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In Brief This Week: Siemens Healthineers, Luminex, BioReference Laboratories, and More

NEW YORK – Siemens Healthineers said this week that it has acquired Dutch point-of-care firm Minicare for an undisclosed amount. Based in Eindhoven, the Netherlands, Minicare develops handheld technology for immunoassay testing at the point of care. It has 15 employees. The deal closed in early July, Siemens Healthineers said.


Luminex said this week that the price of acquiring EMD Millipore's flow cytometry portfolio decreased by $1.9 million.

In a filing with the US Securities and Exchange Commission, the firm said that a purchase price reconciliation was completed during the first quarter of this year, leading to a revised amount of $68 million paid under a purchase agreement.

In 2018, Austin, Texas-based Luminex agreed to acquire the flow cytometry portfolio for $75 million, consisting of about $69.9 million to be paid under a stock and asset purchase agreement and about $5.1 million in committed inventory purchases, with both being subject to adjustment.

Luminex said in the SEC filing this week that it anticipates completing inventory purchases in the third quarter. The firm financed the acquisition with cash on hand.


BioReference Laboratories this week announced it has been selected as a preferred provider of laboratory services by the IPA Association of America, a trade association serving independent and integrated physician associations. The trade association also selected BioReference to assist with data analytics for its members' patients.

The agreement is designed to offer collaborative health management tools to the trade association's members, including more than 667 medical organizations representing more than 303,000 medical doctors in 39 states, BioReference said.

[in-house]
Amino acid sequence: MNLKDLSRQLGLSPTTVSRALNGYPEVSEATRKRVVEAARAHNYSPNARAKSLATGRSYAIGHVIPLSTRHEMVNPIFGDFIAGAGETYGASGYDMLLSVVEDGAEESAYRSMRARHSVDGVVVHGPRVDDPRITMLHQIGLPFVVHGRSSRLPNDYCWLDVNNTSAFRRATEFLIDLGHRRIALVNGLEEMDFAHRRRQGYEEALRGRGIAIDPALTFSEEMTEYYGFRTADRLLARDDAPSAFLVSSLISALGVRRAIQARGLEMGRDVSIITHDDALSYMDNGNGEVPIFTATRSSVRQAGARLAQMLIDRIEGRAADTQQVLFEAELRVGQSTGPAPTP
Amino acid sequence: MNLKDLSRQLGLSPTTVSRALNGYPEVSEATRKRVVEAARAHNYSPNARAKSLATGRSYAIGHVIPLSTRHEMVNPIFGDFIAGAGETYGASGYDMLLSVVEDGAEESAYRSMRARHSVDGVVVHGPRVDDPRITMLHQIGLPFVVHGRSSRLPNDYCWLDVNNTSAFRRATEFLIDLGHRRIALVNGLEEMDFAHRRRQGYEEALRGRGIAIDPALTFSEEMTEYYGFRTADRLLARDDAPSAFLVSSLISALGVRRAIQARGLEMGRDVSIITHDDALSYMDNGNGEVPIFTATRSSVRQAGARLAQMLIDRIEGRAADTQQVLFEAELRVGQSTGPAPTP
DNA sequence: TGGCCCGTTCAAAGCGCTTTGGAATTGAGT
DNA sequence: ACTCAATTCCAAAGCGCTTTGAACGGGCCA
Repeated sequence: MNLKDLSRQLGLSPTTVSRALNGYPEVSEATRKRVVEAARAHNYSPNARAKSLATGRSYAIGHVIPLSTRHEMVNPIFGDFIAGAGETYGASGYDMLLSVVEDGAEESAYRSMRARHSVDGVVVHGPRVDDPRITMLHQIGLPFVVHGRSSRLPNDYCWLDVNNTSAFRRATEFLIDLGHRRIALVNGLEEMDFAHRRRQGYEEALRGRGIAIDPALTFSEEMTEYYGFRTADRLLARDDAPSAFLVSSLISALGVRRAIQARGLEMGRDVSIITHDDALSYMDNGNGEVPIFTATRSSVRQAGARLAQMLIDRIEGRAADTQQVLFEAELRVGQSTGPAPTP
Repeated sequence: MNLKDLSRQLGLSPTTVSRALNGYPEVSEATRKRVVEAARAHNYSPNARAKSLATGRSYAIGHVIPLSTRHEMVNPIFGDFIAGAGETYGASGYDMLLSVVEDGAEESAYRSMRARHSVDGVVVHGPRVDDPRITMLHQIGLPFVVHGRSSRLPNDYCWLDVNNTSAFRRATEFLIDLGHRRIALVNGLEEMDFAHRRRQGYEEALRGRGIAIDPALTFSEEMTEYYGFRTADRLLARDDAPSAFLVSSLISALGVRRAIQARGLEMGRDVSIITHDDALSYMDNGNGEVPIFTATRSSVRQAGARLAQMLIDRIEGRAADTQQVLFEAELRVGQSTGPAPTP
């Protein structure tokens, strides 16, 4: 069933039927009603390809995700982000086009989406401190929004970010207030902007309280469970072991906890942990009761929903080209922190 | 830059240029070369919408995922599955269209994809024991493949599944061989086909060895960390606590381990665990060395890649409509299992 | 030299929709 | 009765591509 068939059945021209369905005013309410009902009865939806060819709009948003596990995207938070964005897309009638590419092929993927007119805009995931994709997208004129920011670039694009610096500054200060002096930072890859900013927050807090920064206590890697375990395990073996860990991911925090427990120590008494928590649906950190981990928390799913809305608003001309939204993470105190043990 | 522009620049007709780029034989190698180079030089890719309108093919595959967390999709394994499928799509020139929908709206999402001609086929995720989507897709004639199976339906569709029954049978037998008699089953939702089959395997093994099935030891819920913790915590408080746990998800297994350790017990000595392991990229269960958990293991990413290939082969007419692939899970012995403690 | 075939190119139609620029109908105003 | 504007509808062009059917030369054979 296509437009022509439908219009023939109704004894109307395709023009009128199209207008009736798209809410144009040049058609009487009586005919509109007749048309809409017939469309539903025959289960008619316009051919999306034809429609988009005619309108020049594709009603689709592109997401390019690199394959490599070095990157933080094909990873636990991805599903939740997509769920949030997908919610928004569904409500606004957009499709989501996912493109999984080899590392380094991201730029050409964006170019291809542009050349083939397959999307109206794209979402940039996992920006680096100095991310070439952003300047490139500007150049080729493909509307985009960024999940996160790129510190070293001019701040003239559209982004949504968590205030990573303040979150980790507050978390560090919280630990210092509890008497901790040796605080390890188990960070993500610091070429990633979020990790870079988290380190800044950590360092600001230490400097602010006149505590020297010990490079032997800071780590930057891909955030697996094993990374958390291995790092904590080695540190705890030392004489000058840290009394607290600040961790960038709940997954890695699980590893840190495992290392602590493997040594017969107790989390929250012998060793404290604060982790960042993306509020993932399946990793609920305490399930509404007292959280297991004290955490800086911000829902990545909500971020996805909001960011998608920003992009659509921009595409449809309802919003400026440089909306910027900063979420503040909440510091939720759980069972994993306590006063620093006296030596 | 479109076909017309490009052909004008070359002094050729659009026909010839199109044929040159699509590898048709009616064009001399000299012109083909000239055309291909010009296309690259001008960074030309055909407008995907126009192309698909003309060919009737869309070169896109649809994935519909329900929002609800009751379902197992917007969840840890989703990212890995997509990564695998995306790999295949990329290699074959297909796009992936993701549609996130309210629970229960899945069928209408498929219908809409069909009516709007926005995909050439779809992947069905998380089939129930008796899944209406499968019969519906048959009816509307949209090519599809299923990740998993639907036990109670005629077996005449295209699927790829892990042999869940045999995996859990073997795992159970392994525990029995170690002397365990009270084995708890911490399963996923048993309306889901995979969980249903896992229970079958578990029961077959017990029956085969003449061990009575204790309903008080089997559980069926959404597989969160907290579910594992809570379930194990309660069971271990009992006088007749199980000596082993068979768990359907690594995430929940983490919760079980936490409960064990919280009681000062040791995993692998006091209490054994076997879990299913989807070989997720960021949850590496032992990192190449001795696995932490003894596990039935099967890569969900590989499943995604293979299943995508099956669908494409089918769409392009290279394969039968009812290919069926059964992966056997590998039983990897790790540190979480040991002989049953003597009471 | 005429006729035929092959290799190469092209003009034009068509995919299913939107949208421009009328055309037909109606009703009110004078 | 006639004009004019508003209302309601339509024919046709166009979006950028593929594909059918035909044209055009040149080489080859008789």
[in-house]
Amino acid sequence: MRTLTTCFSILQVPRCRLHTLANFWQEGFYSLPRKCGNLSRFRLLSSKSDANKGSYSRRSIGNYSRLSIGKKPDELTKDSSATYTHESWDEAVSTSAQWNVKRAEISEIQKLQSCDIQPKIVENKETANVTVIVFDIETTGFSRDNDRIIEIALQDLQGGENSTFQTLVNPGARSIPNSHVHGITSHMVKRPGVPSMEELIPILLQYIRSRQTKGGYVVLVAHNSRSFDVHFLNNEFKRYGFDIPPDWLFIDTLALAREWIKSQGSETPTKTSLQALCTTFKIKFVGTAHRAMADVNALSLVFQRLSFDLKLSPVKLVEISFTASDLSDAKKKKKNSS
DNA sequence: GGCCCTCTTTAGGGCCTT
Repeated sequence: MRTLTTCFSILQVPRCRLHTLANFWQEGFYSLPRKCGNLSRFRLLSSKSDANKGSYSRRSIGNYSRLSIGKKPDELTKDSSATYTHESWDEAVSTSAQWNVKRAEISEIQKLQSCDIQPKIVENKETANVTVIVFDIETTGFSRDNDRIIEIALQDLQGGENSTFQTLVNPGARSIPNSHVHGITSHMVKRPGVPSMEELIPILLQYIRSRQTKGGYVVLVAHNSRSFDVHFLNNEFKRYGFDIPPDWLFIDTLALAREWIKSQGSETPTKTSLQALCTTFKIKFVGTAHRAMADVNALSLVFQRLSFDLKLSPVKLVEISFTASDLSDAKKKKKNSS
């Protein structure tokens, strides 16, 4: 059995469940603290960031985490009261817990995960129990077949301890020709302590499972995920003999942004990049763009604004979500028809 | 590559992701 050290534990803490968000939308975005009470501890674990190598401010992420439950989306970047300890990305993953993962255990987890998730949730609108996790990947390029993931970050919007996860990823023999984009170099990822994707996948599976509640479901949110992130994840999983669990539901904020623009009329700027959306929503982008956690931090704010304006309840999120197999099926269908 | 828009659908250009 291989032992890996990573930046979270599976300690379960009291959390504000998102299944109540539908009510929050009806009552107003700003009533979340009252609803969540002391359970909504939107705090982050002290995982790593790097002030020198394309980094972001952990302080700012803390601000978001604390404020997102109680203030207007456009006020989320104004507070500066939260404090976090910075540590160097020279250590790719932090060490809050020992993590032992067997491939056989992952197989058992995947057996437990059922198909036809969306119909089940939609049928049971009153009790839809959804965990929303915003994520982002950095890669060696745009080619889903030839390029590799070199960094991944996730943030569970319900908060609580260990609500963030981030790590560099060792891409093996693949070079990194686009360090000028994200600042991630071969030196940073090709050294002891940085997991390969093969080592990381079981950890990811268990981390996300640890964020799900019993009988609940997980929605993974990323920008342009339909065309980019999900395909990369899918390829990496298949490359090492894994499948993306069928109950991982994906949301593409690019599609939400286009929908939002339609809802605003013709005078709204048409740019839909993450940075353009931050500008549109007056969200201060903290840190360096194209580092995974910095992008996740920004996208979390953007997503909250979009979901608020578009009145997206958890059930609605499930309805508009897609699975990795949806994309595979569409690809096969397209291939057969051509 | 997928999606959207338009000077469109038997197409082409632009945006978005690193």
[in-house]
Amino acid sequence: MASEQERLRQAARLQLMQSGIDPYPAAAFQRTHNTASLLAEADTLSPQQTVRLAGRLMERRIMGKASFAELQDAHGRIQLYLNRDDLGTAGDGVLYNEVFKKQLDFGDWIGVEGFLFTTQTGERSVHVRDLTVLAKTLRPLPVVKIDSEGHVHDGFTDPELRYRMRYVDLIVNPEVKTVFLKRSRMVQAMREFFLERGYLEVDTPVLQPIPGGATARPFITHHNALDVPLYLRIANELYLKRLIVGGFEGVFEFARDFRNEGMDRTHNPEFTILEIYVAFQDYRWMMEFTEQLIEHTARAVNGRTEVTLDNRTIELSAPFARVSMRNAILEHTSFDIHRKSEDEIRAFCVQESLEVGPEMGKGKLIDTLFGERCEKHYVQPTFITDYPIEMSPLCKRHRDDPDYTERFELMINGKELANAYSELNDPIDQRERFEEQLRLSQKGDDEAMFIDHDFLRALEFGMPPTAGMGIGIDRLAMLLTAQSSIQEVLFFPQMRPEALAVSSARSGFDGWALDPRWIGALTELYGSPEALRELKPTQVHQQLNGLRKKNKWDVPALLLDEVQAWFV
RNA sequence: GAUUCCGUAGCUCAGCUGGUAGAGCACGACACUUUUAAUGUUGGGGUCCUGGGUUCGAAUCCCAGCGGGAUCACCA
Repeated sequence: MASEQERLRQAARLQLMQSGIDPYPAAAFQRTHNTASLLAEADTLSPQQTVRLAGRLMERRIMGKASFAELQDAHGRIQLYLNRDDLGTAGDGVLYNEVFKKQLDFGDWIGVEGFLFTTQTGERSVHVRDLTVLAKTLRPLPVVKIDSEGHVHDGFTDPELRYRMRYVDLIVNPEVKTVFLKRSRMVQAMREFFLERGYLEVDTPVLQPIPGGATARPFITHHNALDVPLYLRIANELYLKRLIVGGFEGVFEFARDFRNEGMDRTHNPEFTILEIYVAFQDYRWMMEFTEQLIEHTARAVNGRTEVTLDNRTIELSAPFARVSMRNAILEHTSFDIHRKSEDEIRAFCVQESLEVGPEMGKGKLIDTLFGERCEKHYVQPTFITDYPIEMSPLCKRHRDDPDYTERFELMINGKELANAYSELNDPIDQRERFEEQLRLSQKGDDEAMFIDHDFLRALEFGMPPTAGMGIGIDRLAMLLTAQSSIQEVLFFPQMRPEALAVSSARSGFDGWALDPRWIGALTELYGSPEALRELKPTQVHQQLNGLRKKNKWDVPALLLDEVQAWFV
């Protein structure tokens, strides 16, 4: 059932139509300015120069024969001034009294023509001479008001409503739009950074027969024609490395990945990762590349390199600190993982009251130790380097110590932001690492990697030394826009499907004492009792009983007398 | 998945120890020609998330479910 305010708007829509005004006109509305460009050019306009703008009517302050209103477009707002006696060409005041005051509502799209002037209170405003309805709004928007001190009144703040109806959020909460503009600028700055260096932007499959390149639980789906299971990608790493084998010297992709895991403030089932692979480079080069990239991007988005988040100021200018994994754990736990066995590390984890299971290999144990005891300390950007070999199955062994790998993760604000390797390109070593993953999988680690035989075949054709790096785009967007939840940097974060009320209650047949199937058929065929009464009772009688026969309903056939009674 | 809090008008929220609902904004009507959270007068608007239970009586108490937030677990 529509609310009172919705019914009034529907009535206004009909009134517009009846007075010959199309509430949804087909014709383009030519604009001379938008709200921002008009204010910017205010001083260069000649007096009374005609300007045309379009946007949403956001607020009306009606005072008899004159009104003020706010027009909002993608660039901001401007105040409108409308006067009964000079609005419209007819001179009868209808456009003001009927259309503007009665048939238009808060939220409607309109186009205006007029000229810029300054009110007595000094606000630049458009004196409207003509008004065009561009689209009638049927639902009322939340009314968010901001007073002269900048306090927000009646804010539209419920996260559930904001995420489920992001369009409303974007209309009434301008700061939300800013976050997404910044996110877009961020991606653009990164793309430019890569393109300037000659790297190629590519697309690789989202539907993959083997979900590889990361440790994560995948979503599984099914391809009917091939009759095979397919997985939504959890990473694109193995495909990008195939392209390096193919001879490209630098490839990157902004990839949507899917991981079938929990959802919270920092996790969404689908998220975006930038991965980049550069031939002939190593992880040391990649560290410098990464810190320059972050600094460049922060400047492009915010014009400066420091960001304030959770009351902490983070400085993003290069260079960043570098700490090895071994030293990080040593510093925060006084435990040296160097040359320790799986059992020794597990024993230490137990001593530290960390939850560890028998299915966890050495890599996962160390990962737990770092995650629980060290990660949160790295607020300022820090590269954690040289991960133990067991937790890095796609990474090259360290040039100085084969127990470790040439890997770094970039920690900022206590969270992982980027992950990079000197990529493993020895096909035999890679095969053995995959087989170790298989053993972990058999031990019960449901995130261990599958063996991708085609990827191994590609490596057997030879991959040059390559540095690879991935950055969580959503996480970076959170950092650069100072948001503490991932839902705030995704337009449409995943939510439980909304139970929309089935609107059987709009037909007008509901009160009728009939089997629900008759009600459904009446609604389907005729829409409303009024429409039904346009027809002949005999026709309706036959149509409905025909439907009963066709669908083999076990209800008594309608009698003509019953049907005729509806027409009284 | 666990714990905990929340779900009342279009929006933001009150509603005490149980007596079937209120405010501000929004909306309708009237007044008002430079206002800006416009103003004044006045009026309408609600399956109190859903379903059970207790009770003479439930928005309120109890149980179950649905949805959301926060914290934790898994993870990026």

The trade association's members will now have access to the Elmwood Park, New Jersey-based firm's laboratory testing menu — including frequently requested routine and specialty tests and the 4Kscore, a blood test for detecting aggressive prostate cancer. 

Financial and other terms of the agreement were not disclosed.


LexaGene this week said that the US Centers for Disease Control and Prevention and the Food and Drug Administration's Antibiotic Resistance Isolate Bank has recognized it as a facility approved to receive samples for testing antibiotic resistance. The CDC and FDA AR Bank will provide information to LexaGene that will support the development of its LX Analyzer platform and address antibiotic resistance. According to LexaGene, it now has access to a repository of fully characterized pathogens that it will use to improve the LX Analyzer's detection capabilities. 


iCubate announced that the company’s iC-Myco Assay for the detection and identification of potentially pathogenic non-tuberculosis Mycobacterium (NTM) has been granted Breakthrough Device designation by the US Food and Drug Administration.

The iC-Myco Assay — a qualitative, multiplexed diagnostic test — identifies six of the most common NTM species that cause pulmonary infections, Mycobacterium abscessus, Mycobacterium avium, Mycobacterium chelonae, Mycobacterium fortuitum,  Mycobacterium intracellulare and Mycobacterium kansasii.


Castle Biosciences this week closed its initial public offering of 4.6 million shares of its common stock, including 600,000 shares sold to the offering's underwriters at $16 per share when they exercised their option to purchase additional shares. Gross proceeds from the IPO were $73.6 million. Castle Bio went public last week on the Nasdaq under the ticker symbol CSTL.


In Brief This Week is a selection of news items that may be of interest to our readers but had not previously appeared on 360Dx.